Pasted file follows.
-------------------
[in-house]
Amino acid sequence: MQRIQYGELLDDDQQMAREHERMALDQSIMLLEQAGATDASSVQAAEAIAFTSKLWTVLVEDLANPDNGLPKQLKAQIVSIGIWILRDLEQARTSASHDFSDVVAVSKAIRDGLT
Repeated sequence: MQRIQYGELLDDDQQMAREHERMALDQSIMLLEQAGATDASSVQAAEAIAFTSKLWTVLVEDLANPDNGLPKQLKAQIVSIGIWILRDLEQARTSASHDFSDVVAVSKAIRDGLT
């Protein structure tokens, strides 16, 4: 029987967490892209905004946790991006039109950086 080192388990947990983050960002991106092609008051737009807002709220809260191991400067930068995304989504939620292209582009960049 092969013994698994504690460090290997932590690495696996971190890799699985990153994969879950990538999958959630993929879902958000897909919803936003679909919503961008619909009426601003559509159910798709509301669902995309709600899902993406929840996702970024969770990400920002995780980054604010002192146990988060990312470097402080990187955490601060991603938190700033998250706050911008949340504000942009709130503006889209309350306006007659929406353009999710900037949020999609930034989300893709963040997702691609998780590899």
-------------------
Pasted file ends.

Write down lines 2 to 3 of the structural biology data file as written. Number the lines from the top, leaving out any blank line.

Amino acid sequence: MQRIQYGELLDDDQQMAREHERMALDQSIMLLEQAGATDASSVQAAEAIAFTSKLWTVLVEDLANPDNGLPKQLKAQIVSIGIWILRDLEQARTSASHDFSDVVAVSKAIRDGLT
Repeated sequence: MQRIQYGELLDDDQQMAREHERMALDQSIMLLEQAGATDASSVQAAEAIAFTSKLWTVLVEDLANPDNGLPKQLKAQIVSIGIWILRDLEQARTSASHDFSDVVAVSKAIRDGLT